SNIPPET LESSON PLAN FOR:
Music as a Human and Cultural Right
Using Clips from Dr. Sarmast's Music School
Subject: Music and Social Studies (World/Afghanistan; Human Rights of Artists; Women's Rights);
Ages: 12+; Middle School and High School
Length: Film Clips: 26 minutes for the introductory short subject The Bolero; 57 minutes for two clips from the movie; and fifteen minutes from the ANIM performance at the Kennedy Center. This lesson plan is expected to take two 55 minute class periods.
The movie, Dr. Sarmast's Music School, is available in the U.S. and Australia from Itunes. DVDs are available from Circe Films.
Learner Outcomes/Objectives: Students will learn that there are places where it is a crime to play or sing music and that some people take great risks to keep musical traditions alive. Students will be introduced to the Afghanistan war, the concept that the right to play and hear music is a basic human right, the traditional music of Afghanistan, the orchestral composition Bolero by Maurice Ravel (a piece that is part of the Western Classical repertoire), and to the Kennedy Center for the Performing Arts in Washington D.C.
Rationale: It is helpful to expand the horizons of students, to show them cultures and places that are different from those they have experienced, that freedoms which they take for granted, such as the right to hear and play music, are not available everywhere, and that sometimes basic human rights can only be secured through tremendous effort and great risk.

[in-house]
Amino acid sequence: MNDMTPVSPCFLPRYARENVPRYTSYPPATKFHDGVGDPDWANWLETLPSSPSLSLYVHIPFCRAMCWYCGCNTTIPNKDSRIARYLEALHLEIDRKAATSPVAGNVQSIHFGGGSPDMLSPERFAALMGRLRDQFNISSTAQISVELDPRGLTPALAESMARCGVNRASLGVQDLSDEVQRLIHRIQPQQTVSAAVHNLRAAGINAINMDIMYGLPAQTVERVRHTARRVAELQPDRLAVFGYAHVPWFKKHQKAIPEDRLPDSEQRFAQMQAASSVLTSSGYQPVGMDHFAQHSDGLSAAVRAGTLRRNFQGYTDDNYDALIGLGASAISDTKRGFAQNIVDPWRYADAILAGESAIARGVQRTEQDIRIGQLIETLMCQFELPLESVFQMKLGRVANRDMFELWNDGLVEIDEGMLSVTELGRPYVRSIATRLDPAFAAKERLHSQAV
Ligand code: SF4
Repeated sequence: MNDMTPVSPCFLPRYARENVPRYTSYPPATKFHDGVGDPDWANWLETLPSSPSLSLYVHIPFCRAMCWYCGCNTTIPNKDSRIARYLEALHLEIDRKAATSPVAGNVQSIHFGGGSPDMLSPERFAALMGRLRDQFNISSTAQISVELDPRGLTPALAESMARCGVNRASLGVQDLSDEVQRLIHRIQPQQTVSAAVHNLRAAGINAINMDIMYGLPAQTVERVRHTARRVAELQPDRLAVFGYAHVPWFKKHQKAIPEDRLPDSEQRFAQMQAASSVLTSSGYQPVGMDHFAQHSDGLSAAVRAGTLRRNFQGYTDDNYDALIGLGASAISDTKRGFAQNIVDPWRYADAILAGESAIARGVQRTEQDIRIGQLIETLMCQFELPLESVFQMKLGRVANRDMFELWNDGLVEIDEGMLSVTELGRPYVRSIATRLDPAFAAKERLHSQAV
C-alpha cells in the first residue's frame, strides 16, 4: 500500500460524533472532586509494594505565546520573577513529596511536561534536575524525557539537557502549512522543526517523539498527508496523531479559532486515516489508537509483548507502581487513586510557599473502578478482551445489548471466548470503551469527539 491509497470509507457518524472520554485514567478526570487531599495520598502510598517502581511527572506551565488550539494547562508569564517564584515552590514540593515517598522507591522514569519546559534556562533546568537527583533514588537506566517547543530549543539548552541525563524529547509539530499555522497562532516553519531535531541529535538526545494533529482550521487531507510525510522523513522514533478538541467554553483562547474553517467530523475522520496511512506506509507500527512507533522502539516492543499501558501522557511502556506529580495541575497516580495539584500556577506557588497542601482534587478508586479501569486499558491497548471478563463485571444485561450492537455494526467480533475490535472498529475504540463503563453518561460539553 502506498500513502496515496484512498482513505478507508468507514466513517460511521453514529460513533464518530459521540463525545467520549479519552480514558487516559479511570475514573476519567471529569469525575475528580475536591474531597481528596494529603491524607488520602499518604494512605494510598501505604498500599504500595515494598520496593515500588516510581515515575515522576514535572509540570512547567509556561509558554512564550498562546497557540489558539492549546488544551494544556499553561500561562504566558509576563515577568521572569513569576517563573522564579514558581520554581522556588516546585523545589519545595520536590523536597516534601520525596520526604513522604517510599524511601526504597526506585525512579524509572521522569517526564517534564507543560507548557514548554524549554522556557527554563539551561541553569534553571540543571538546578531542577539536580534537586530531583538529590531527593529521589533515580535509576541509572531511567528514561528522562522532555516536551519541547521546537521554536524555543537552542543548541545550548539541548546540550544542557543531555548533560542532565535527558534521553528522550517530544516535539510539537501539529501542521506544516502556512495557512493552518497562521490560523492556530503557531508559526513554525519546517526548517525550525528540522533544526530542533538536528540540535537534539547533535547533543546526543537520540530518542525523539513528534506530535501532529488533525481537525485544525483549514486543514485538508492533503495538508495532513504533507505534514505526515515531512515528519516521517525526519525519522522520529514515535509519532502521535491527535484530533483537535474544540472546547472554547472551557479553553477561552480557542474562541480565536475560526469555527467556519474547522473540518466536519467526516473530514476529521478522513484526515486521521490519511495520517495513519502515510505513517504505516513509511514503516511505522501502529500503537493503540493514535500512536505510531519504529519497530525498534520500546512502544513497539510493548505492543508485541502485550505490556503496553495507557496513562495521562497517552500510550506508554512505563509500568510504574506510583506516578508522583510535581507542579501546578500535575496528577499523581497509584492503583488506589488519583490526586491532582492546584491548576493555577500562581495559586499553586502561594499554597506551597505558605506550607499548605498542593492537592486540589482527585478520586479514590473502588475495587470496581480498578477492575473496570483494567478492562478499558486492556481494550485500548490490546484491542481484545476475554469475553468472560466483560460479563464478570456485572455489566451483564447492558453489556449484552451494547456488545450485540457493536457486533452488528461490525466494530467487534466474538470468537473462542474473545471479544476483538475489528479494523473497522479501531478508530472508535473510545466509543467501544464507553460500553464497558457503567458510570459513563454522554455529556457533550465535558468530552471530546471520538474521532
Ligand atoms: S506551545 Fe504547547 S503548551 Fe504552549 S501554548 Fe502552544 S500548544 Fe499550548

Description: The Taliban forbade music from 1996 to 2001 when they ruled Afghanistan, except for religious songs and Taliban "chants". As the movie opens Kabul has been freed from Taliban oppression and Dr. Ahmad Sarmast, the only Afghan ever to earn a doctorate in music, returns from exile in Australia. His goal is nothing less than to revive the musical traditions of Afghanistan. He also wants to re-introduce Western music. To fulfill these goals, Dr. Sarmast establishes the Afghan National Institute of Music (ANIM). Dr. Sarmast insists that some of the students come from the population of disadvantaged young people who make their living selling small items on the streets of Kabul and that as many girls as possible come to the school. This inspiring documentary recounts Dr. Sarmast's efforts. The two suggested videos from other sources set the musical context and show a concert by the ANIM orchestra on its tour of the U.S. in early 2013, after the film was completed.
Location: Clip #1 runs from the beginning of the film to minute 49:15 (through the scenes with teacher Shefta playing the flute). Clip #2 starts at 1:20:32, from the scene after the peace song in which the children are playing in the yard and runs for just short of 8 minutes until 1:28:15 ending with teacher William Harvey's statement about what keeps him in Afghanistan.
WORKSHEETS: Consider having students approach the film through TWM's Film Study Worksheet for a Documentary.
Want to go deeper or in a different direction? Additional excellent ideas for using this movie in class can be found at the Australia Teachers of Media Study Guide for this film.
Using the Snippet in Class:
1. Read the Helpful Background section of this Guide.
2. Check the Internet to make sure that Dr. Sarmast, who is risking his life to develop the music school, has not been assassinated and that the school is still in operation. The lessons from this film, though still extremely valuable, will be very different if Dr. Sarmast becomes a martyr for the cause of music.